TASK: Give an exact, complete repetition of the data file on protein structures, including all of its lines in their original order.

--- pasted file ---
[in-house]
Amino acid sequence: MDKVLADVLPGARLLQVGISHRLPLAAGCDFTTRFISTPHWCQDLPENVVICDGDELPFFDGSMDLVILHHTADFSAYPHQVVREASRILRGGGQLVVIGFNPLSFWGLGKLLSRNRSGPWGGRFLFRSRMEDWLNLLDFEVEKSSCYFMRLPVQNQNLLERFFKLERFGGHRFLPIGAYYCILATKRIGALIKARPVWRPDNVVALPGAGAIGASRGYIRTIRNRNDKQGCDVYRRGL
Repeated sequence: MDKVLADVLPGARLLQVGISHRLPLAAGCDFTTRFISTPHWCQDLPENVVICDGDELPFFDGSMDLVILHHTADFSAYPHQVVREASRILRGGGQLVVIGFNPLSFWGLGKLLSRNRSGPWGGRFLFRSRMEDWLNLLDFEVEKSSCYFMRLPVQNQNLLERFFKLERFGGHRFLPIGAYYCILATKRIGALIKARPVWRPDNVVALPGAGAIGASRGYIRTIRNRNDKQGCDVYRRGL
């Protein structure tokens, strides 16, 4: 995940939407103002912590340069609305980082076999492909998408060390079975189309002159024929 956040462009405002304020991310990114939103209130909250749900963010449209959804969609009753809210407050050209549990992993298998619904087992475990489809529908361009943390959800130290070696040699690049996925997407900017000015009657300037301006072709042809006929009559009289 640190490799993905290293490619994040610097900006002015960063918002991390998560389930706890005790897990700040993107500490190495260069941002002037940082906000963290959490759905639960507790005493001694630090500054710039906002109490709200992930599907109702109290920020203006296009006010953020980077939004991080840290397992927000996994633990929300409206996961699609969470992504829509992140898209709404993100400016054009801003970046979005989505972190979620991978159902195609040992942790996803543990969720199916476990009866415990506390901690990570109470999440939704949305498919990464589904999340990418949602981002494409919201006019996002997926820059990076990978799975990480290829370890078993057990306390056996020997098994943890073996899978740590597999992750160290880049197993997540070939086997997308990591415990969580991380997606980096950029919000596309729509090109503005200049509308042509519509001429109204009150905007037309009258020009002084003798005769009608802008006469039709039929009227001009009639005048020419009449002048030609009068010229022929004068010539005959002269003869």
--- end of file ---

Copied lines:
[in-house]
Amino acid sequence: MDKVLADVLPGARLLQVGISHRLPLAAGCDFTTRFISTPHWCQDLPENVVICDGDELPFFDGSMDLVILHHTADFSAYPHQVVREASRILRGGGQLVVIGFNPLSFWGLGKLLSRNRSGPWGGRFLFRSRMEDWLNLLDFEVEKSSCYFMRLPVQNQNLLERFFKLERFGGHRFLPIGAYYCILATKRIGALIKARPVWRPDNVVALPGAGAIGASRGYIRTIRNRNDKQGCDVYRRGL
Repeated sequence: MDKVLADVLPGARLLQVGISHRLPLAAGCDFTTRFISTPHWCQDLPENVVICDGDELPFFDGSMDLVILHHTADFSAYPHQVVREASRILRGGGQLVVIGFNPLSFWGLGKLLSRNRSGPWGGRFLFRSRMEDWLNLLDFEVEKSSCYFMRLPVQNQNLLERFFKLERFGGHRFLPIGAYYCILATKRIGALIKARPVWRPDNVVALPGAGAIGASRGYIRTIRNRNDKQGCDVYRRGL
């Protein structure tokens, strides 16, 4: 995940939407103002912590340069609305980082076999492909998408060390079975189309002159024929 956040462009405002304020991310990114939103209130909250749900963010449209959804969609009753809210407050050209549990992993298998619904087992475990489809529908361009943390959800130290070696040699690049996925997407900017000015009657300037301006072709042809006929009559009289 640190490799993905290293490619994040610097900006002015960063918002991390998560389930706890005790897990700040993107500490190495260069941002002037940082906000963290959490759905639960507790005493001694630090500054710039906002109490709200992930599907109702109290920020203006296009006010953020980077939004991080840290397992927000996994633990929300409206996961699609969470992504829509992140898209709404993100400016054009801003970046979005989505972190979620991978159902195609040992942790996803543990969720199916476990009866415990506390901690990570109470999440939704949305498919990464589904999340990418949602981002494409919201006019996002997926820059990076990978799975990480290829370890078993057990306390056996020997098994943890073996899978740590597999992750160290880049197993997540070939086997997308990591415990969580991380997606980096950029919000596309729509090109503005200049509308042509519509001429109204009150905007037309009258020009002084003798005769009608802008006469039709039929009227001009009639005048020419009449002048030609009068010229022929004068010539005959002269003869």